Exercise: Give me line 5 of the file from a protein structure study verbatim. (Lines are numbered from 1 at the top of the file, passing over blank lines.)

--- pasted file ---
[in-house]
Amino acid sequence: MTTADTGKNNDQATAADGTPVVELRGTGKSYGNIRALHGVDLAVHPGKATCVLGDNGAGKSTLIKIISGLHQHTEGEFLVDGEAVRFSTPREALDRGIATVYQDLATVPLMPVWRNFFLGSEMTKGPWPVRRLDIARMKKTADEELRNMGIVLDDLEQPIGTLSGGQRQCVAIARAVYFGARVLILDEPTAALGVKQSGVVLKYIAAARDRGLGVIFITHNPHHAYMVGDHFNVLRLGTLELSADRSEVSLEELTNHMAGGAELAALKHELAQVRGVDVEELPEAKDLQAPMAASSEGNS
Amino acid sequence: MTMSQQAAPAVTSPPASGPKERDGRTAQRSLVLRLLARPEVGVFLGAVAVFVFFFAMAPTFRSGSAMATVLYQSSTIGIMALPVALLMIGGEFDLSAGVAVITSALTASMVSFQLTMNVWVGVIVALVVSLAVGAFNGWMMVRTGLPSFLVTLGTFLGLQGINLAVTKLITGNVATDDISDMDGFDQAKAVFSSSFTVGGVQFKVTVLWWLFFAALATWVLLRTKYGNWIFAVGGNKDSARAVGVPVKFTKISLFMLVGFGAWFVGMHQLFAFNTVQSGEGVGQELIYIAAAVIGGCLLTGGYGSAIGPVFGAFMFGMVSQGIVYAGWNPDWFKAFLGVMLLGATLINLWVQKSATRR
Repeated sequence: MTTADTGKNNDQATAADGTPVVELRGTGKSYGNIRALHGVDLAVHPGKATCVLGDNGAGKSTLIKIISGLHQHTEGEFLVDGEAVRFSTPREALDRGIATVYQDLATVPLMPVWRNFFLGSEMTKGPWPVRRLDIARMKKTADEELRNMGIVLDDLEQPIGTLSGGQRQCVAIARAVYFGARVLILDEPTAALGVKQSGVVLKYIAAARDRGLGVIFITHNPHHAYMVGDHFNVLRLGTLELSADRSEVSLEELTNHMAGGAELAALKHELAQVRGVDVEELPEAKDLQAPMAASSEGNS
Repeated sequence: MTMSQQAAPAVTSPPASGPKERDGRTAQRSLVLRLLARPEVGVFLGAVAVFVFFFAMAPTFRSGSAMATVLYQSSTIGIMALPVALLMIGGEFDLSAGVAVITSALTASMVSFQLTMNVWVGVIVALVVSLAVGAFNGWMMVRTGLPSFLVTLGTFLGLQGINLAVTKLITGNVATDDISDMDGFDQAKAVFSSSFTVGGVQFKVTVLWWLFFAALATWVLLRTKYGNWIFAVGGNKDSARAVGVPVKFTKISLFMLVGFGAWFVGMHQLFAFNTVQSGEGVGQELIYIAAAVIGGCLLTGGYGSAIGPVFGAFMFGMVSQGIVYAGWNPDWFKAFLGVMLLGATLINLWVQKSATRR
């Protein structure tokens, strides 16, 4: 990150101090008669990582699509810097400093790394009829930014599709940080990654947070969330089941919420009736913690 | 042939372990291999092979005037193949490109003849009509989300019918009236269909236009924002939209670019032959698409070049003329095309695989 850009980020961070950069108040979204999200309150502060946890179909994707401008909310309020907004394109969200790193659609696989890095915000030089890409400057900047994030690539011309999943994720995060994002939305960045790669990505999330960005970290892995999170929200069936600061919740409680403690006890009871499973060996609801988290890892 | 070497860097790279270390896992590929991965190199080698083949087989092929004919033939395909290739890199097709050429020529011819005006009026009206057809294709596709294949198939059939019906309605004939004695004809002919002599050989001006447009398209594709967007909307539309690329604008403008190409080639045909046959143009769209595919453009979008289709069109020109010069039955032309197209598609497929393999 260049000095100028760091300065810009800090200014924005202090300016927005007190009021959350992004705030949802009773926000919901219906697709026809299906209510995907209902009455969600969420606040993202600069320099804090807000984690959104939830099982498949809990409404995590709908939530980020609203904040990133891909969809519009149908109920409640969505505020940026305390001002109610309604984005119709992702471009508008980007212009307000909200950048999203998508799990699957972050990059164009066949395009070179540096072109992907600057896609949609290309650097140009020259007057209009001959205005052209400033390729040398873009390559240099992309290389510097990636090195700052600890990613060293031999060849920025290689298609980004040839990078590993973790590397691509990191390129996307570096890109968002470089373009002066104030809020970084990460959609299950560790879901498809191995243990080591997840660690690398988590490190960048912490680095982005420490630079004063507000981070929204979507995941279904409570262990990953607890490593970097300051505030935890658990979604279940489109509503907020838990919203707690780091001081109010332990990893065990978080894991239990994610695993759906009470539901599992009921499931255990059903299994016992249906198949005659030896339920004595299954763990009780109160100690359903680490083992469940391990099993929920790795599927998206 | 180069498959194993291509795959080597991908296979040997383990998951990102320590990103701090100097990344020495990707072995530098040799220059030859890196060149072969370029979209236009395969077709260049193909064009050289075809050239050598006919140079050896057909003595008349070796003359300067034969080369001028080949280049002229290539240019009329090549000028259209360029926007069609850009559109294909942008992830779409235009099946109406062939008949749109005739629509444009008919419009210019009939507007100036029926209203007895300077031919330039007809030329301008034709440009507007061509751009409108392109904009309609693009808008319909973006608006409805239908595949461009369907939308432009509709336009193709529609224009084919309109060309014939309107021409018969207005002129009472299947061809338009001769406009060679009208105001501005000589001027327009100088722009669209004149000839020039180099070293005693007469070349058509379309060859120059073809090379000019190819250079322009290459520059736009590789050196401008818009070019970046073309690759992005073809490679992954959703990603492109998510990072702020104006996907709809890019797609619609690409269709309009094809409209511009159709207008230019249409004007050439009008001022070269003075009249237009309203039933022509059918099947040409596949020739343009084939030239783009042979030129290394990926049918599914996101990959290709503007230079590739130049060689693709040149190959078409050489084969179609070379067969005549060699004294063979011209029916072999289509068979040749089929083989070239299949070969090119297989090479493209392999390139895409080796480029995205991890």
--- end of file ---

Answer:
Repeated sequence: MTMSQQAAPAVTSPPASGPKERDGRTAQRSLVLRLLARPEVGVFLGAVAVFVFFFAMAPTFRSGSAMATVLYQSSTIGIMALPVALLMIGGEFDLSAGVAVITSALTASMVSFQLTMNVWVGVIVALVVSLAVGAFNGWMMVRTGLPSFLVTLGTFLGLQGINLAVTKLITGNVATDDISDMDGFDQAKAVFSSSFTVGGVQFKVTVLWWLFFAALATWVLLRTKYGNWIFAVGGNKDSARAVGVPVKFTKISLFMLVGFGAWFVGMHQLFAFNTVQSGEGVGQELIYIAAAVIGGCLLTGGYGSAIGPVFGAFMFGMVSQGIVYAGWNPDWFKAFLGVMLLGATLINLWVQKSATRR